Letter To The Sunday Times In Support Of A Level English Language And Literature
In the last paragraph of her article [‘Let English A-Level stick to the Bard’s booky wooks’ 11 May 2014] Eleanor Mills states that she is ‘all in favour of giving … clever young teenagers a video of [Russell Brand] at the select committee’ and that ‘any exercise that makes [teenagers] think about how language is used, or misused, or manipulated to mislead is a good thing’. Readers who got to the end of her piece, however, might have been forgiven for thinking that it was arguing precisely the opposite case.
University English (the body that represents Higher Education English departments across the U.K) would like to clarify some of the more misleading assertions in Mills’ article. The English Language and Literature A Level is not, as Mills suggests, a new qualification. It has, to the contrary, been taught for decades. We have no idea why the DfE have allegedly pronounced that pupils taking such a qualification may be denied places at ‘good universities’: English Language and Literature is currently accepted as a bona fide A Level by universities across the country, including almost all Russell Group institutions.
All Awarding Bodies (including OCR, whose proposed new syllabus has generated so much media noise over the past fortnight,) must adhere to subject content identified by the DfE, in which, for English Language and Literature syllabi, the study of spoken language is a key requirement. Knowledge of morphology, pragmatics, lexis, phonology and discourse likewise appear in the DfE’s list of requirements for AS and AL specifications, and are not (contrary to Mills’ implication,) particular to OCR’s new proposal. These bodies of knowledge emanate from Linguistics. They have nothing whatever to do with the Literary Theories (Marxism, feminism, deconstruction, for instance) with which Mills very misleadingly conflates them.
English Literature A Level concentrates only on literature (the clue is in the title). The English Language and Literature A Level (as the title again suggests,) draws on ideas and methods from literary criticism and the study of language to analyse both literary and non-literary texts, spoken as well as written, and from an infinitely wider sphere of contexts. Digital forms of communication such as Twitter feeds and blogs are increasingly influential in the modern world; parliamentary discourse, of which select committee proceedings are a part, have played a role in our democracy for a good deal longer. Many university English courses already draw on material from a similarly wider variety of sources, and A Level syllabi that introduce students to the analysis of a broad range of communication types (written and spoken; formal and informal; contemporary and canonical) are welcomed by University English.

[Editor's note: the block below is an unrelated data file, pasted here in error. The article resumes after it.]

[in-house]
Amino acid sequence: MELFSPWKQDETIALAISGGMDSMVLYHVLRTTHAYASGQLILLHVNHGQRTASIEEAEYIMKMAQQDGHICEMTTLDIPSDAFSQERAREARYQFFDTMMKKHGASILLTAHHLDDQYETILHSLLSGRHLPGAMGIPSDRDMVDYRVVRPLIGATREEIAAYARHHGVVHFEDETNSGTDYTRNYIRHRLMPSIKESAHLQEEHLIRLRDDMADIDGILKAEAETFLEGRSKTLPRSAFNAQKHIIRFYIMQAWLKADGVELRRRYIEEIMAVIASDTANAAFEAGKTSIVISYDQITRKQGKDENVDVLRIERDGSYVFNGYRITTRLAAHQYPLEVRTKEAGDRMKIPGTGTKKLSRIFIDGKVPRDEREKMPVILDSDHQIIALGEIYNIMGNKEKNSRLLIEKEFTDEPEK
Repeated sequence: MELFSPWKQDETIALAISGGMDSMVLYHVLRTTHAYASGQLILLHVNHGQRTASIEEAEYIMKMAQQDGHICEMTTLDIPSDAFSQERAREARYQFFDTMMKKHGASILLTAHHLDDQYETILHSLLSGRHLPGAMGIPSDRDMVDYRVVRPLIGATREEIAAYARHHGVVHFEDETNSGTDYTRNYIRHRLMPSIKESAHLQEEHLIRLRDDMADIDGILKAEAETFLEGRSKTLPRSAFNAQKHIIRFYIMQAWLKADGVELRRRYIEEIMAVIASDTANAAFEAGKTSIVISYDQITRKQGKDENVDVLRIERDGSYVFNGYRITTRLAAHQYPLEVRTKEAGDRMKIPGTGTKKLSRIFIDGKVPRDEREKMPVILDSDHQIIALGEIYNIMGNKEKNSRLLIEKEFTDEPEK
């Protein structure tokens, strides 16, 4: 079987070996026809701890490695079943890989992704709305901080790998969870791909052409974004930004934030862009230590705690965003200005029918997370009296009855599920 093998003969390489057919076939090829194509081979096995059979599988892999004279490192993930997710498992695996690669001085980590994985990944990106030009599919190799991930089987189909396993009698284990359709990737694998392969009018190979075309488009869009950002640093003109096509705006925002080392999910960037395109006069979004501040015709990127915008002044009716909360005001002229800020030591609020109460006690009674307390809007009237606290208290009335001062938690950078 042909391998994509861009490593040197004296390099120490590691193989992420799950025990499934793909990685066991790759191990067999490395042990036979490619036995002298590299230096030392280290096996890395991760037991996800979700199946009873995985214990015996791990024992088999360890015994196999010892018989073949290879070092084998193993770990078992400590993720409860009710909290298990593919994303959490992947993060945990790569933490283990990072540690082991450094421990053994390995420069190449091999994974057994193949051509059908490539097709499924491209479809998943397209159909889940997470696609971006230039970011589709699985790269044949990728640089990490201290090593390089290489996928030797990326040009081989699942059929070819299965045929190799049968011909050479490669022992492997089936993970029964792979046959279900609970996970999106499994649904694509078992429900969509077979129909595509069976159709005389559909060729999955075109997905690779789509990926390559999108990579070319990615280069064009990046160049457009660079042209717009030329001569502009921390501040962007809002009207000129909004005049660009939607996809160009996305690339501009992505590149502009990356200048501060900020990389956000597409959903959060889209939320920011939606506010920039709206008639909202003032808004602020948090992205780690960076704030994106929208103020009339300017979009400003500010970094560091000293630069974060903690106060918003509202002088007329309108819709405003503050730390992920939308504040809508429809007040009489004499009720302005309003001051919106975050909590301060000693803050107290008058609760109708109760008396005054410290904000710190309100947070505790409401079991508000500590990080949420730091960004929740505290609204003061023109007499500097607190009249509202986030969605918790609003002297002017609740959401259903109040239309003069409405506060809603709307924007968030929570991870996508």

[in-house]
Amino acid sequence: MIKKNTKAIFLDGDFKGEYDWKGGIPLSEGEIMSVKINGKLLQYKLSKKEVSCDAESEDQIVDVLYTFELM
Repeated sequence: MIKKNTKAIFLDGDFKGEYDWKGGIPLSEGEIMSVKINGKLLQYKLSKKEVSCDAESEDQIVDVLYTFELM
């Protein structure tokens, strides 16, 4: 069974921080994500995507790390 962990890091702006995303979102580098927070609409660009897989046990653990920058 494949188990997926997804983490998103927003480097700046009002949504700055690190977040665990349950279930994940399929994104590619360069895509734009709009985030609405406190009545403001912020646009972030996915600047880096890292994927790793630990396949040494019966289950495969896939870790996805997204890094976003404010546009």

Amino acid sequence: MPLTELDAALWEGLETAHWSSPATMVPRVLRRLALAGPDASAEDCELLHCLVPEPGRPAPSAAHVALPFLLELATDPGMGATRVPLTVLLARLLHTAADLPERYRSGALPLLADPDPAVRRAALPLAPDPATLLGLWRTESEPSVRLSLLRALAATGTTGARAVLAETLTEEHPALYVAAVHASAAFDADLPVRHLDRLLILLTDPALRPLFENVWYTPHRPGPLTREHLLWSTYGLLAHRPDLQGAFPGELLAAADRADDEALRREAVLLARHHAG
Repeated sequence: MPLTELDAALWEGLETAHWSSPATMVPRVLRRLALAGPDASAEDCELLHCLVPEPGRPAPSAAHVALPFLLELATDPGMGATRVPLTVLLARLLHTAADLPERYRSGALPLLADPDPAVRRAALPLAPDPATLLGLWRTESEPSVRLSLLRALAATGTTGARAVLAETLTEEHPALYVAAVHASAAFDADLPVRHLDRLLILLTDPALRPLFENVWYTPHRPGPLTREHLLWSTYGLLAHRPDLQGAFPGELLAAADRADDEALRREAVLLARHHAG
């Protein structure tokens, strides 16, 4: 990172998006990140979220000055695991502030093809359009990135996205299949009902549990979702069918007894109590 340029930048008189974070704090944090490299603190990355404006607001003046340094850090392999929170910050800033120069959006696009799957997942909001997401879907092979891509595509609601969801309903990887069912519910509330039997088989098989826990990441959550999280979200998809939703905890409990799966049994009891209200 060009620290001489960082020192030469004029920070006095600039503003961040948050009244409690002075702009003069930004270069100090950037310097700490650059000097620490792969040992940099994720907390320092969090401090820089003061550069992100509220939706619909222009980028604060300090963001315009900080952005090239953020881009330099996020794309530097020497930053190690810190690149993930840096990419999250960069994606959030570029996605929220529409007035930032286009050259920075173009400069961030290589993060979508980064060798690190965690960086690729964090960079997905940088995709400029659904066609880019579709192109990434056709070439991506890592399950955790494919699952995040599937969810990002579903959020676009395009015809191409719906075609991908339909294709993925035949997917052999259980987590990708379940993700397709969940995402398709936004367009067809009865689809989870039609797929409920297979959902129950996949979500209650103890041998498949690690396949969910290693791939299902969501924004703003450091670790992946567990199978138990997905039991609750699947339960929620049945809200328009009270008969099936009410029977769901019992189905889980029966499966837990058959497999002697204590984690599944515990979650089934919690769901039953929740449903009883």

There are, moreover, very obvious benefits to civic society of introducing teenagers to the rigorous analysis of the forms of discourse they encounter in their daily lives (such as Twitter feeds) as well as those with which they are less likely to be familiar (such as the proceedings of parliamentary select committees). Equipping students with the skills which will enable them rigorously to analyse those texts, and so better understand the ways that they may be influenced by them (as well as the reasons why they may generate irrational fear and loathing in those less well-equipped with such skills,) is an objective we should all welcome. Confusing that objective with an argument about whether Brand is better than the Bard is a red herring – and a pretty rotten one, at that.
Professor Susan Bruce